Travel time to vaccine providers in health posts appeared to be a barrier to the delivery of infant vaccines in this remote Ethiopian community. New vaccine delivery strategies are needed for the hardest to reach children in the African region.

Background

Vaccines are one of the most effective interventions that can be used to prevent mortality in children under five years [1]. Improving access to childhood vaccines in low-income countries has been a major goal of public health services both at international and national levels [1]. However, achieving high and equitable coverage remains a challenge in low income countries like Ethiopia [2].

Ethiopia has implemented the World Health Organization (WHO) Expanded Programme on Immunisation (EPI) schedule since 1980 [2]. The EPI now targets eight diseases: Tuberculosis, Poliomyelitis, Diphtheria, Tetanus, Pertussis, Hepatitis B, Haemophilus influenzae type b and Measles and prescribes eight vaccines to be administered to children in their first year of life [3]. UNICEF and WHO have prioritised vaccination of children from the “hardest to reach” populations including those with limited geographical access to health facilities [4] and programs such as ‘Reaching Every District’ (RED) and ‘National Immunisation Days (NIDs)’ have been introduced in many countries including Ethiopia [5]. These programs appear to have improved access to vaccines across Ethiopia. However, over one third of families in rural Ethiopia still have to walk more than 60 minutes to reach health posts for vaccines [6].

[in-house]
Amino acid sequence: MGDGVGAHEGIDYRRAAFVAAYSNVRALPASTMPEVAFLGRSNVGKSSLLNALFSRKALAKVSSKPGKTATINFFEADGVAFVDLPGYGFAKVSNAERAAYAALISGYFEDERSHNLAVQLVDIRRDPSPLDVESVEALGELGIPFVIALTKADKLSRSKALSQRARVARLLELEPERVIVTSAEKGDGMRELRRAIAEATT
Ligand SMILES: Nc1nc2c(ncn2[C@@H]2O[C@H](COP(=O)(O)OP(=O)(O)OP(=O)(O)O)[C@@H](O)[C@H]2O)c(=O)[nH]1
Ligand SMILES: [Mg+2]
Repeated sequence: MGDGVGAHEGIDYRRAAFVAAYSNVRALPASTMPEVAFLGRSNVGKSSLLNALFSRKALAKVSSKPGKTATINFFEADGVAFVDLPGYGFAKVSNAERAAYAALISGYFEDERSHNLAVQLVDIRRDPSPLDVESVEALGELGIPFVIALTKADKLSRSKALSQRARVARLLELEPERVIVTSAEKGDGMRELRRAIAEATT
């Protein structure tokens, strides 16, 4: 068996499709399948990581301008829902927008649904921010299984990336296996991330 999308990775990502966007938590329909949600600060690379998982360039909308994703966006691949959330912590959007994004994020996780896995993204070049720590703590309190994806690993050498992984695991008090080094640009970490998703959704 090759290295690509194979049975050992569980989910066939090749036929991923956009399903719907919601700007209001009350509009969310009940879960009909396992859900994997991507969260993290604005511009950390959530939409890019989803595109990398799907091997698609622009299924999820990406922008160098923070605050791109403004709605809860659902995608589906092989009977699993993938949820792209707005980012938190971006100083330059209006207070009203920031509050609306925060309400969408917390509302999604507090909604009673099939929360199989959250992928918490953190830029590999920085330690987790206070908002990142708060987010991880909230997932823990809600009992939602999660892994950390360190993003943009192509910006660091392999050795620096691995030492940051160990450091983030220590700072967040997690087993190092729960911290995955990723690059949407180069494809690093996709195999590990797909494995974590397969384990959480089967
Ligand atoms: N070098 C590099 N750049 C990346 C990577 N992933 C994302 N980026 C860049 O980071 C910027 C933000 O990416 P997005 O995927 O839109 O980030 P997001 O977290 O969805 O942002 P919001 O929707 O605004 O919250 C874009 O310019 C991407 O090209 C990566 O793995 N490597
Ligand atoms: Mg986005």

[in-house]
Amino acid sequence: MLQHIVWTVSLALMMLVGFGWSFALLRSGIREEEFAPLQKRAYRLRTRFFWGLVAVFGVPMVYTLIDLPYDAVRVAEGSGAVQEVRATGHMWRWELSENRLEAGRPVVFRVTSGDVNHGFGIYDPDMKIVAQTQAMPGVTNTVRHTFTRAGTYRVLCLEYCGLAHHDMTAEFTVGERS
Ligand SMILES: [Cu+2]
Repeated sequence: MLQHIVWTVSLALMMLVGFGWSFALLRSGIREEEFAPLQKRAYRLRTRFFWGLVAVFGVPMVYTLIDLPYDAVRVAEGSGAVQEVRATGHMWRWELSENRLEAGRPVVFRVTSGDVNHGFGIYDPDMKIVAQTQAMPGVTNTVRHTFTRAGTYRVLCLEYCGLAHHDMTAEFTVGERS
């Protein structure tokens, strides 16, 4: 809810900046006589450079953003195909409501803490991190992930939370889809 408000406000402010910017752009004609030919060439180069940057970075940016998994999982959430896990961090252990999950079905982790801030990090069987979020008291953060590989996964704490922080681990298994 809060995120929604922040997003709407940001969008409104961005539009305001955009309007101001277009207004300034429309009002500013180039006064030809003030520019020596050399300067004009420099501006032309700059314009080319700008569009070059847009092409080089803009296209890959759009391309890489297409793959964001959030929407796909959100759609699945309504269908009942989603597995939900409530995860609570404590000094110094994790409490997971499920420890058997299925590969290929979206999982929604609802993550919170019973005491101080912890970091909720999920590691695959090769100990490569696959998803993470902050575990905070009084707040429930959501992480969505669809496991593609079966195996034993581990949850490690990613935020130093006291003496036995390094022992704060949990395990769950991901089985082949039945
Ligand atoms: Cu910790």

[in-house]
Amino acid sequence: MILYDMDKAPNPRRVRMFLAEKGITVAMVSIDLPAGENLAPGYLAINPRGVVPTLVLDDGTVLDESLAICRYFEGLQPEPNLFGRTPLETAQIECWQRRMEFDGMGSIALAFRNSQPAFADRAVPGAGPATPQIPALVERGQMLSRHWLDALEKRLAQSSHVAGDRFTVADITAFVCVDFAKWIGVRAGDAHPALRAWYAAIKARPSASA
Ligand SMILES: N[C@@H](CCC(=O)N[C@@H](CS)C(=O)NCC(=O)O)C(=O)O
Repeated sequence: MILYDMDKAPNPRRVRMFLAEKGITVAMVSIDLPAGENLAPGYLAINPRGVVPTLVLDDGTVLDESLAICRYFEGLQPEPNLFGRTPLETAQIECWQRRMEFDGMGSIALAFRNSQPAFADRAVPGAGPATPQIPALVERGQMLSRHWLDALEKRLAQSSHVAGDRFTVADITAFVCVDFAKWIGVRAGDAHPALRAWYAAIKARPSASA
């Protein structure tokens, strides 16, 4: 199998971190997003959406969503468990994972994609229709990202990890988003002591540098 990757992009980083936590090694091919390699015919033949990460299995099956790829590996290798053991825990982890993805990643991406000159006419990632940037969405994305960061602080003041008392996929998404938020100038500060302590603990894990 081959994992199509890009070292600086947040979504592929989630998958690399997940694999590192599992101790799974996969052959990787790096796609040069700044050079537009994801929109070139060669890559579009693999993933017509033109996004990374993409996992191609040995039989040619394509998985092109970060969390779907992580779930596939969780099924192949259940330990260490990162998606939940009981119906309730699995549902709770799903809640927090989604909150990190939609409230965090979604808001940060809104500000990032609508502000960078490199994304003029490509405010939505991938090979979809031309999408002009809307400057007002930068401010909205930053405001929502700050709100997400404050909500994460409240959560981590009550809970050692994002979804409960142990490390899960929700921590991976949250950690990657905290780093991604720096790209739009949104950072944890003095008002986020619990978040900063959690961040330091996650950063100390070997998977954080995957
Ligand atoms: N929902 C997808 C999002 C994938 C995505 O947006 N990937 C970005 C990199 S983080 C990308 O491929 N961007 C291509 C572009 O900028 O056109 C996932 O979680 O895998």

In response to these concerns Ethiopia’s health sector reform plan has included a Health Extension Program to improve access and equity to health interventions including immunisation services for the rural poor [7]. This has included the staffing of health posts in remote areas to provide basic services such as health education and childhood immunisation. The Health Extension Program has improved quality and reduced travel time to vaccination services and may have reduced many barriers to the implementation of vaccine programs in remote areas. However, the impact of these programs in the poorest and most remote regions is unknown. The primary objective of this study was to assess whether travel time to health posts was associated with childhood vaccine coverage in a remote area of rural Ethiopia. Secondary objectives were to assess if vaccination coverage varied by household wealth status and if the effect of travel time on vaccine coverage was modified by household wealth.

Methods

Study area